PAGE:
Sen. Shafer said Tennessee is welcome to do so — provided the troops don’t go below the 35th parallel.
He said the boundary cannot be changed from the 35th parallel unless “both states agree and the Congress approves.”
He also noted that the U.S. Supreme Court has original jurisdiction over border issues between states.
James W. Ely, the Underwood Professor of Law and History at Vanderbilt University, said Georgia officials could go to the U.S. Supreme Court under a constitutional provision providing the court with original jurisdiction in disputes among states.
“It seems to me if the Georgia lawmakers want to do anything beyond the political-hot-air stage, what they’re going to have to do ultimately is bring a lawsuit in the U.S. Supreme Court,” he said.
Dr. Ely noted that Virginia in 1893 filed a suit trying to change the Tennessee/Virginia border.
“The Supreme Court ... rejected Virginia’s claim,” he said.
In 1796, Congress established the state of Tennessee with a southern boundary “at the 35th degree of north latitude.” The current boundary marker was set slightly south of the 35th latitude in 1826.
Today, a monument marks the spot where Tennessee, Georgia and Alabama state lines meet.
Staff Photo by Meghan Brown-- A weathered survey marker indicates where the borders of Tennessee, Georgia and Alabama meet. Georgia lawmakers are questioning whether the original survey was completed correctly.
Fred McCallie, of Guild, Tenn., visits the site often as he tends some gravesites at the nearby State Line Cemetery.
“I don’t know that it would affect me (if the state line is moved), but I wouldn’t like it,” he said, adding that he was born in North Georgia but his family moved when he was five.
Mr. Crattie said he printed out the Georgia resolution, read it and laughed.
“There’s a saying in surveying that wherever the original monument got set down is the line. The monument is without error,” he said. “But if the error was the other way around and Georgia had access to the river, do you think they would be waving their arms and saying let’s change this?”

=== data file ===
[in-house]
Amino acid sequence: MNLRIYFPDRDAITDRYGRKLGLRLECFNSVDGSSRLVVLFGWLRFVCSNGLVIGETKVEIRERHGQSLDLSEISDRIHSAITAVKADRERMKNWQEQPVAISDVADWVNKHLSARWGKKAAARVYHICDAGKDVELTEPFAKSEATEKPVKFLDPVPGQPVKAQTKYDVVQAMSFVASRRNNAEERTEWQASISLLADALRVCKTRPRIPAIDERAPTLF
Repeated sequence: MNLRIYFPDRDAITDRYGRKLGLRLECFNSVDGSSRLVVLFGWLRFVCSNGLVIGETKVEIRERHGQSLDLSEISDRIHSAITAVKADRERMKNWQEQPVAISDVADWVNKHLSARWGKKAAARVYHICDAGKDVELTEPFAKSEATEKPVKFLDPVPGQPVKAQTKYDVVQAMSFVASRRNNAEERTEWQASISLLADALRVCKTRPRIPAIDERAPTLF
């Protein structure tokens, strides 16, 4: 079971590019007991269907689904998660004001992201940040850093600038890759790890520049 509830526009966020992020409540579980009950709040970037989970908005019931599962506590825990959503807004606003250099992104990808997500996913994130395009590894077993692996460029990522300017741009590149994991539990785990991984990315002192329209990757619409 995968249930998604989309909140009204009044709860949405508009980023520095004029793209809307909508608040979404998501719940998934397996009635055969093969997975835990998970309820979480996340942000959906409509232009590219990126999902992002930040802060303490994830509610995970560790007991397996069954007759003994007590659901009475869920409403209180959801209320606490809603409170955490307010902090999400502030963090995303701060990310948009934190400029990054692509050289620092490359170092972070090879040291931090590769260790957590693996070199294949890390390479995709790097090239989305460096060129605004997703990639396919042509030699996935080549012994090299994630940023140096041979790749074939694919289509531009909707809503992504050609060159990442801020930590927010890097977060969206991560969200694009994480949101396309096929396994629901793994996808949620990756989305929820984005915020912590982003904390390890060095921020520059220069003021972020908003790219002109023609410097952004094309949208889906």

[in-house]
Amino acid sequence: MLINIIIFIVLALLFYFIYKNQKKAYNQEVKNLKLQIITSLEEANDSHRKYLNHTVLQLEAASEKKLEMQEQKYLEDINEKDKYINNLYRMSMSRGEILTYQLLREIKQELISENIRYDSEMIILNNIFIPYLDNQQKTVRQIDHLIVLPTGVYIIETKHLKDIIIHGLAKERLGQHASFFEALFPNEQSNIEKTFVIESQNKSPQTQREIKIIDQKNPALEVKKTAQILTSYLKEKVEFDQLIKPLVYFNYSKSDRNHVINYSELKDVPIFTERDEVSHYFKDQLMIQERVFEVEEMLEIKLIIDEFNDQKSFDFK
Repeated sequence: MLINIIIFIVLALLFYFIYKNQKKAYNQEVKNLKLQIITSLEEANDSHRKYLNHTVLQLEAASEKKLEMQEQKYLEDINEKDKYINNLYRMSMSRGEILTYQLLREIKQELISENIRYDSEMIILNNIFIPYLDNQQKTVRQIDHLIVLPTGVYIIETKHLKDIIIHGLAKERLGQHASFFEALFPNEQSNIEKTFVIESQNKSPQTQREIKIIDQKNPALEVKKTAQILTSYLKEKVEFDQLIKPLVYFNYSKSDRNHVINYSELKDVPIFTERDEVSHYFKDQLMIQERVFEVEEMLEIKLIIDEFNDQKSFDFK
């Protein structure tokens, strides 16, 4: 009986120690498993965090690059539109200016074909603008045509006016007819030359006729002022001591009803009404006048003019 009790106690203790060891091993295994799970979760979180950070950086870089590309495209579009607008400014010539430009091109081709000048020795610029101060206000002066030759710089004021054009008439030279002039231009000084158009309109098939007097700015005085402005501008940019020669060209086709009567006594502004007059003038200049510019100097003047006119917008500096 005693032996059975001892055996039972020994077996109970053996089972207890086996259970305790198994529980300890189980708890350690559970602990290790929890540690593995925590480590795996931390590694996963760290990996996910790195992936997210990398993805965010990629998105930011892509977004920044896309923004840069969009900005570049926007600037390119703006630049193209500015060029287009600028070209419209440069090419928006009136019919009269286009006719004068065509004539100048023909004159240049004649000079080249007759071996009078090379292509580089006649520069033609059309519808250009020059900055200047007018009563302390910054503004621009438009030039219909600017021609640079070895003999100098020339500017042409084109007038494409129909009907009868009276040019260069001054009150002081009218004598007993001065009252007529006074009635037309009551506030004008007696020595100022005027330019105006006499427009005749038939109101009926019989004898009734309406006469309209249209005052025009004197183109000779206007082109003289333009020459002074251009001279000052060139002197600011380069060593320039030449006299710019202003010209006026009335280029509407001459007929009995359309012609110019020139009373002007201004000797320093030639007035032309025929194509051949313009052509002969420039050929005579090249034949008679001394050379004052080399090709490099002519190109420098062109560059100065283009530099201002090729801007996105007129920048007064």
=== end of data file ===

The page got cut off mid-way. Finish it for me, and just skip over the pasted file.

Tennessee Sen. Andy Berke, D-Chattanooga, whose district includes Marion County, said the Georgia lawmakers’ resolution is a “publicity stunt.”
Instead, “we should all be facing the real problems of how we properly utilize our water in a responsible way,” he said.
Andy Sher is a Nashville-based staff writer covering Tennessee state government and politics for the Times Free Press. A Washington correspondent from 1999-2005 for the Times Free Press, Andy previously headed up state Capitol coverage for The Chattanooga Times, worked as a state Capitol reporter for The Nashville Banner and was a contributor to The Tennessee Journal, among other publications. Andy worked for 17 years at The Chattanooga Times covering police, health care, county government, ...
Pam Sohn has been reporting or editing Chattanooga news for 25 years. A Walden’s Ridge native, she began her journalism career with a 10-year stint at the Anniston (Ala.) Star. She came to the Chattanooga Times Free Press in 1999 after working at the Chattanooga Times for 14 years. She has been a city editor, Sunday editor, wire editor, projects team leader and assistant lifestyle editor. As a reporter, she also has covered the police, ...